Turkish officials say military troops have launched a fresh operation against Kurdish rebels in southeastern Turkey near the Iraqi border.
Officials Thursday said the troops, backed by helicopters, are scouring the mountains of Sirnak province for rebels of the Kurdistan Workers' Party, or PKK.
The military said Wednesday that its troops had killed at least 11 PKK rebels in Sirnak in clashes this week.
There were no reports of any new cross-border raids, after Turkish warplanes bombed suspected PKK rebel hideouts in northern Iraq Wednesday.
In other news, Turkey's Constitutional Court today rejected prosecutors' demands to place restrictions on a pro-Kurdish political party while it faces a case against it for alleged ties to separatist rebels.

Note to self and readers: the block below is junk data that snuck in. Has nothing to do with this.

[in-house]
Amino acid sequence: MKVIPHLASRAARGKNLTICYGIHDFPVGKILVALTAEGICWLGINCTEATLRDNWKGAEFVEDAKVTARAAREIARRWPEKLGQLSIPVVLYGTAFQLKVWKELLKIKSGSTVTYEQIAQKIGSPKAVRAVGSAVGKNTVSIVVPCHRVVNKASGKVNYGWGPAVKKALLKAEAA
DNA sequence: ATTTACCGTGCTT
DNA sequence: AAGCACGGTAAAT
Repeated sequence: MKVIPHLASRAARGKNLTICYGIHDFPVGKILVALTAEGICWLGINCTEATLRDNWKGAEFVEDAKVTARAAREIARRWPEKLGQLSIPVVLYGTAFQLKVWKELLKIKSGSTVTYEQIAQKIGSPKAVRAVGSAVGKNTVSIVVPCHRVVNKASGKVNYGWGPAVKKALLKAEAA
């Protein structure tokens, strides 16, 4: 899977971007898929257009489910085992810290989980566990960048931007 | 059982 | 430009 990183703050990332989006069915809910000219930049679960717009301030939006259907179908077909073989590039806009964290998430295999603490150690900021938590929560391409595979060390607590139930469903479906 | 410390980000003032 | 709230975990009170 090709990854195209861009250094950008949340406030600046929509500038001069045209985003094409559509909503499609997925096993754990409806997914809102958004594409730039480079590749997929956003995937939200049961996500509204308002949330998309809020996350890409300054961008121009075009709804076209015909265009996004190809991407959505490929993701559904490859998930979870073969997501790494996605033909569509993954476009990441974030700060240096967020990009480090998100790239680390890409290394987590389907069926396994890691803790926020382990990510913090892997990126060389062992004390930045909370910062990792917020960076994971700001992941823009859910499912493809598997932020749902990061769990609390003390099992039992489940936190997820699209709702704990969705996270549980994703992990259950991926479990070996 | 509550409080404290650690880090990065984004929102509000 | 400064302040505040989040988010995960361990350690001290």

Turkish state media say the court ruled that members of the Democratic Society Party must be allowed to run for office and should not be barred from state funding.
Prosecutors last month asked the court to ban the party, accusing it of links to the PKK. The party has denied any links but has called for autonomy for the mainly Kurdish region of southeastern Turkey.
The Democratic Society Party has 20 seats in parliament.
Ankara has threatened to attack PKK bases in northern Iraq in response to a series of deadly ambushes by the group in southeastern Turkey in recent months. The Turkish parliament authorized cross-border operations against the group in October.
The PKK has been fighting for self-rule in southeastern Turkey since 1984. The conflict has killed more than 30,000 people.
Turkey, the United States and the European Union consider the PKK a terrorist group.
Some information for this report was provided by AFP and AP.